Posted: Wed 27th May 2015
The Queen has outlined the government's plans for new legislation. Here are the Bills of most interest to small business owners plus reaction from entrepreneurs and enterprise experts.
This Bill is most relevant to small business owners and as previously outlined by business secretary Sajid Javid the government has pledged to reduce the burden of bureaucracy on businesses by cutting red tape by Â£10bn. For the first time independent regulators will be required to contribute to the target.
The Bill also proposes the introduction of a Small Business Conciliation Service to settle dispute between small and large companies particularly over payment and pledges reform of business rates before the 2017 revaluation including modernising of the appeals system.
In addition, the government said it will introduce "other measures to help strengthen the UK's competitiveness and back businesses to create jobs". What the specific measures are though have not been revealed.
According to the government the aim of the Enterprise Bill is to:
cement the UK's position as the best place in Europe to start and grow a business, by cutting red tape and making it easier for small businesses to resolve disputes quickly and easily
reward entrepreneurship, generate jobs and higher wages for all, and offer people opportunity at every stage of their lives
National Insurance Contributions and Finance Bill
The Bill promises that there will be no increases in income tax, VAT or national insurance before 2020 and that "no one working 30 hours on the minimum wage pays any income tax at all".
EU Referendum Bill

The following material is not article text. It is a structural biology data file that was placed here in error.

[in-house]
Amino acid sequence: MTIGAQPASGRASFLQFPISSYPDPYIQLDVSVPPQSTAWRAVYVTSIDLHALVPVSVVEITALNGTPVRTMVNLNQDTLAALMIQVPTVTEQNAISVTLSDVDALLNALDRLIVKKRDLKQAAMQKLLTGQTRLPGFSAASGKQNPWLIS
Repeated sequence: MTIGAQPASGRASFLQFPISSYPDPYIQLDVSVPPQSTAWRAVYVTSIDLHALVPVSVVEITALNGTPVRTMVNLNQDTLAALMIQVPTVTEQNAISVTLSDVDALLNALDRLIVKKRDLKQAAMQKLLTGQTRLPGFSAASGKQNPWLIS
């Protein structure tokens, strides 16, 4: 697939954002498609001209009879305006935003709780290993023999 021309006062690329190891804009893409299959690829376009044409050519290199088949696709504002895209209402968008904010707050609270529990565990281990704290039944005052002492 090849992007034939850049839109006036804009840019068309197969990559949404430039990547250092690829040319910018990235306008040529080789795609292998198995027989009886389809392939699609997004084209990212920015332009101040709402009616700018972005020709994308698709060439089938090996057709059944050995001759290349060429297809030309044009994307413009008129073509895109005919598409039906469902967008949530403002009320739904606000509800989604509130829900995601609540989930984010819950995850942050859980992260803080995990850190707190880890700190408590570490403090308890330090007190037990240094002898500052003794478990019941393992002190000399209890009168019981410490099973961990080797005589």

This Bill paves the way for an in/out referendum of Britain's membership of the EU. David Cameron has pledged to run the vote by 2017 at the latest.
Full Employment and Welfare Benefits Bill
The Bill aims to create two million more jobs and three million new apprenticeships.
Under this proposed legislation parents in England would be entitled to 30 hours a week of free childcare for 3-4 year old children for 38 weeks of the year.
This Bill will clamp down on illegal immigration and "put hard-working British families first". Under the changes it would be illegal for companies to advertise jobs overseas without first advertising them in the UK with a new enforcement body set up to tackle exploitation of immigrants.
The government says it will introduce measures to provide "affordable and reliable energy for businesses and families".
Cities and Local Government Devolution Bill
Under these plans powers over policing, housing and planning would be devolved to English cities with areas that want them being able to introduce elected mayors.
Investigatory Powers Bill
This Bill, dubbed a "snooper's charter" by critics, will revive proposals to give intelligence agencies tools to target communications data held by companies.
Trade Unions Bill
Under these proposals a 50% voting threshold for union strike ballot turnouts would be introduced.
Scotland will be given new tax and welfare powers.
This proposes more devolution of powers to the Welsh government including transport, energy and local government elections.
Northern Ireland Bill
This will give effect to the Stormont House Agreement in Northern Ireland.
Chris Bryce, chief executive, IPSE: